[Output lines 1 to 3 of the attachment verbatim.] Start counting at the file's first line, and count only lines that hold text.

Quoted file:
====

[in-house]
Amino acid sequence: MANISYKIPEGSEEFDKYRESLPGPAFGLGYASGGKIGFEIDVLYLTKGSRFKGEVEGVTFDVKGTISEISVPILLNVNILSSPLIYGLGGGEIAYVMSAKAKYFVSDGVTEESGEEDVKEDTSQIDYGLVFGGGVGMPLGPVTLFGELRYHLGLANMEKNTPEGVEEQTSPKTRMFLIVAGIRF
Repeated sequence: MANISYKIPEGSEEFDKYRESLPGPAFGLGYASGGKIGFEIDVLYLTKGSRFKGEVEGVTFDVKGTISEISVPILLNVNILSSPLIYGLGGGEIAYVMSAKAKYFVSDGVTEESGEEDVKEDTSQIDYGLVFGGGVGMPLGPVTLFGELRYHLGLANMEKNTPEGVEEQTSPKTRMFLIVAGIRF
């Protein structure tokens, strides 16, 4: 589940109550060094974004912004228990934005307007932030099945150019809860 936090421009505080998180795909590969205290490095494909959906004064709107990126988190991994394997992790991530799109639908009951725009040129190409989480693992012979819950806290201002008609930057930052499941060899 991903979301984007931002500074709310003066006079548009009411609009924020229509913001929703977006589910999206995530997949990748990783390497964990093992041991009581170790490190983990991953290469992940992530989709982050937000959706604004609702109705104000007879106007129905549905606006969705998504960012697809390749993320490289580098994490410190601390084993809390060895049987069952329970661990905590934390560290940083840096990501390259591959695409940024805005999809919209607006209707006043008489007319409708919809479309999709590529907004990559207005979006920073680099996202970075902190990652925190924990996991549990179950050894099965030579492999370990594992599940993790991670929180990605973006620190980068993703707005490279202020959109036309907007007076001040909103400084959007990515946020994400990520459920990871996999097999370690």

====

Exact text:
[in-house]
Amino acid sequence: MANISYKIPEGSEEFDKYRESLPGPAFGLGYASGGKIGFEIDVLYLTKGSRFKGEVEGVTFDVKGTISEISVPILLNVNILSSPLIYGLGGGEIAYVMSAKAKYFVSDGVTEESGEEDVKEDTSQIDYGLVFGGGVGMPLGPVTLFGELRYHLGLANMEKNTPEGVEEQTSPKTRMFLIVAGIRF
Repeated sequence: MANISYKIPEGSEEFDKYRESLPGPAFGLGYASGGKIGFEIDVLYLTKGSRFKGEVEGVTFDVKGTISEISVPILLNVNILSSPLIYGLGGGEIAYVMSAKAKYFVSDGVTEESGEEDVKEDTSQIDYGLVFGGGVGMPLGPVTLFGELRYHLGLANMEKNTPEGVEEQTSPKTRMFLIVAGIRF